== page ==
I truly believe that we might do such things without completely tearing down our economic system. Thee are brilliant aspects of capitalism that bring hope and dreams to all of us. At the same time we need to find ways of supporting those who truly are unable to help themselves. We have much room for improvement without taking away from those who have worked hard to achieve success. The problem is that the differing ways of thinking about economic matters have created such a chasm that we find it difficult to find common ground. One side raves that the more fiscally cautious are little more than greedy ogres, and the other side accuses the people who want more security of attempting to destroy our government. Surely there is a midpoint at which we might meet. Do we really need to throw the baby out with the bath water?
I grew up hearing stories of my grandparents who had fled from an authoritarian government that eventually had been forced to bow to Communism. I heard horror stories of what happens when there is a kind coup that overturns most of the customs and ways of doing things too quickly. For that reason I am still wary of trusting that quick overhauls will bring satisfactory results. I much prefer an approach that considers many different points of view and finds a way of fixing only the most broken aspects of society. I know that we need to do something, I just don’t want that process to be extreme.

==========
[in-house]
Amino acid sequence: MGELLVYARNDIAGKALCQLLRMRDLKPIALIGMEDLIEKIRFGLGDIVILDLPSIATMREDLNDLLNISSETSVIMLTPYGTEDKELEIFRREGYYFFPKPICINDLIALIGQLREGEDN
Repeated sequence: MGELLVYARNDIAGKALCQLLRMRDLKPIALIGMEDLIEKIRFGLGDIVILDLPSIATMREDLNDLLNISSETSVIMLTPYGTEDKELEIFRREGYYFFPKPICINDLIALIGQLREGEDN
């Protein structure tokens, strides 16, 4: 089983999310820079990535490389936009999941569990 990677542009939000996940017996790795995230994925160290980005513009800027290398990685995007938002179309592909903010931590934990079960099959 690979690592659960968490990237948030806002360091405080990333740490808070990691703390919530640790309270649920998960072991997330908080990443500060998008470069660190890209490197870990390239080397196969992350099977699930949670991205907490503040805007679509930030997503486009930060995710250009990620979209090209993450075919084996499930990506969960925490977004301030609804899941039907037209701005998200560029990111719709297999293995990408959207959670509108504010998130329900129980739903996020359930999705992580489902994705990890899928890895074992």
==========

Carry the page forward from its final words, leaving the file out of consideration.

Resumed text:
I’ve read a great deal about the Russian Revolution. It is true that the common people were suffering, but the promises from Lennin and his ilk did not pan out the way most had hoped. Countless were purged simply because they disagreed with what was happening. Life was restrictive. The four freedoms were all but nonexistent. The new government was formed with too little thought, too little input from all sides. It was founded on fear rather than wisdom, tribal thinking rather than inclusion. I would hate to see such a movement take place in my own country.
At the same time the naysayers have to realize that we are reaching a tipping point. For too long there have been too many who feel like outsiders in a society that is supposed to feel free. Until we demonstrate a willingness to listen to what they have to say and then search for ways of helping them, the gap between groups will only widen.
I love my country with every fiber of my being. I think that in spite of its imperfections it is still a great place to be. I want to see progress in addressing our needs, our dreams, our wants. I want each of us to demonstrate care, concern understanding even for those whose ideas are complete opposites of ours. No president or lawmaker should be working for a particular base, but for everyone. Until we reach that point the uncertainty that we all seem to despise will continue. I hope that we are able to find solutions without creating so much division that we resort to embracing and enforcing only one way of thinking. We need variety in our government as much as we need it in our lives. Sometimes that means seeking adventure, and sometimes that means staying at home.